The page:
That was the stark warning from Oracle, a company whose conversion to the Cloud has taken time to go public. While once dismissed by CEO Larry Ellison as “just water vapour”, Cloud is now firmly on the Oracle road map as a top priority.
Hence the appearance of John Abel, chief architect for Oracle, at the firm’s Cloud Conference in London this week where he told delegates that they had to get closer to the business side of the organisation – and at an earlier stage in order to stop non-techies from procuring their own ICT services.
Such ‘land and expand’ strategies have been commonplace in private sector Cloud Computing where departmental heads in, for example, sales have grown tired of waiting for an official ICT department roll out of new functionality and instead subscribed to Salesforce.com off their own backs.
“CIOs need to make sure that they are part of the business conversation early on. For the first time, thanks to Cloud Computing, the business is able to sub-navigate IT,” warned Abel. “Project control is becoming increasingly important for CIOs, because now the business thinks that it doesn’t need IT and it can go and procure its own IT capabilities with SaaS.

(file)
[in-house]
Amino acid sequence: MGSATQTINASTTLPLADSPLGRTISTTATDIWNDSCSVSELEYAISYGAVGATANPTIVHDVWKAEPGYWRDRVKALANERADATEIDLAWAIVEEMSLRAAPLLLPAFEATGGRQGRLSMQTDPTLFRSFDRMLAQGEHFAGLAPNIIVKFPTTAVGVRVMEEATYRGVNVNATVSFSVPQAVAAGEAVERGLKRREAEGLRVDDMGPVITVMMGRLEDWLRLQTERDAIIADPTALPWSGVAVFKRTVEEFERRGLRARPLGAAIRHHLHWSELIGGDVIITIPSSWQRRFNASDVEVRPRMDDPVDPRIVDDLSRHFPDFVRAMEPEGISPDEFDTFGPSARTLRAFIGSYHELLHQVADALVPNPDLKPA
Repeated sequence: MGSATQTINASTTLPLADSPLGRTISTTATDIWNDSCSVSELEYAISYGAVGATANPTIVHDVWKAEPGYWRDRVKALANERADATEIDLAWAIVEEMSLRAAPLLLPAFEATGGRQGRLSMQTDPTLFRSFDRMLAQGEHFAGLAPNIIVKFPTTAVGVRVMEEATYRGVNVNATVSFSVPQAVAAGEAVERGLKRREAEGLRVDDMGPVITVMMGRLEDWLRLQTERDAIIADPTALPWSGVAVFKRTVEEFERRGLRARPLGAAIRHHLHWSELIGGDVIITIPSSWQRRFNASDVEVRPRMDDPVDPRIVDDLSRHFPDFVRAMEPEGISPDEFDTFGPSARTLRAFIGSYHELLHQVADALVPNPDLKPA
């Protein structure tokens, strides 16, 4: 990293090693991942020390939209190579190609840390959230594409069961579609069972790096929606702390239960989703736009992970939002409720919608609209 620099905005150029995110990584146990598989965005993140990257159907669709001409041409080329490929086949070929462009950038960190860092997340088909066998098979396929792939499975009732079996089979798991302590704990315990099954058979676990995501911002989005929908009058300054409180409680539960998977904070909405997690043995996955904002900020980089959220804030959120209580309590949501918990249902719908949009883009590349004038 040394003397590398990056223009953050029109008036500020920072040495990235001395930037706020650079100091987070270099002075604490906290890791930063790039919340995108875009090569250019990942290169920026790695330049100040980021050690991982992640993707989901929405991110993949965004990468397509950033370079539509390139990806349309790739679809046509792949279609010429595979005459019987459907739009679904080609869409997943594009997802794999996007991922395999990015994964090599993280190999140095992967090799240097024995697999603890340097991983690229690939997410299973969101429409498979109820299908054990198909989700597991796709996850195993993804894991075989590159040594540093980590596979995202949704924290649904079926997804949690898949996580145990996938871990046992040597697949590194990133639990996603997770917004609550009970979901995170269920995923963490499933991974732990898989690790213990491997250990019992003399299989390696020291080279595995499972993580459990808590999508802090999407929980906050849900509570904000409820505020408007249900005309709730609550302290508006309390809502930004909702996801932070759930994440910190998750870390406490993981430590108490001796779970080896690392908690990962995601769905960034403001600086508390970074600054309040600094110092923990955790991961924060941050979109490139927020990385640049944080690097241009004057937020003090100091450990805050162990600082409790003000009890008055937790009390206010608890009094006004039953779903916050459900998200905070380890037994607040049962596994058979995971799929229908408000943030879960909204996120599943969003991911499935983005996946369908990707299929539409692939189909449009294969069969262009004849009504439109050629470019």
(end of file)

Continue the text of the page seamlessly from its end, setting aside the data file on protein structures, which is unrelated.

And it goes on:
“The business person of the future is the same person that will be used to using Facebook and Twitter. They will be used to instant access, they want IT now,” he added. “That’s the challenge that IT has with Cloud, because if IT can’t give the business that instant capability, they will go and get it from somewhere else.”
This isn’t necessarily a threat though, he argued as it gives the ICT Professional a new form of engagement with the organisation. “A good CIO will use this as an opportunity, whereas CIOs that are more conservative, or more risk adverse, will see it as a threat,” he said. “The IT department can capture this problem early and initiate discussions with the business.
“They will work with the business to understand what direction they are moving in, to understand how the IT capability and Cloud can be used to get it there. If they haven’t had that conversation and captured those requirements early, they will be in trouble.”
Author: Stuart Lauchlan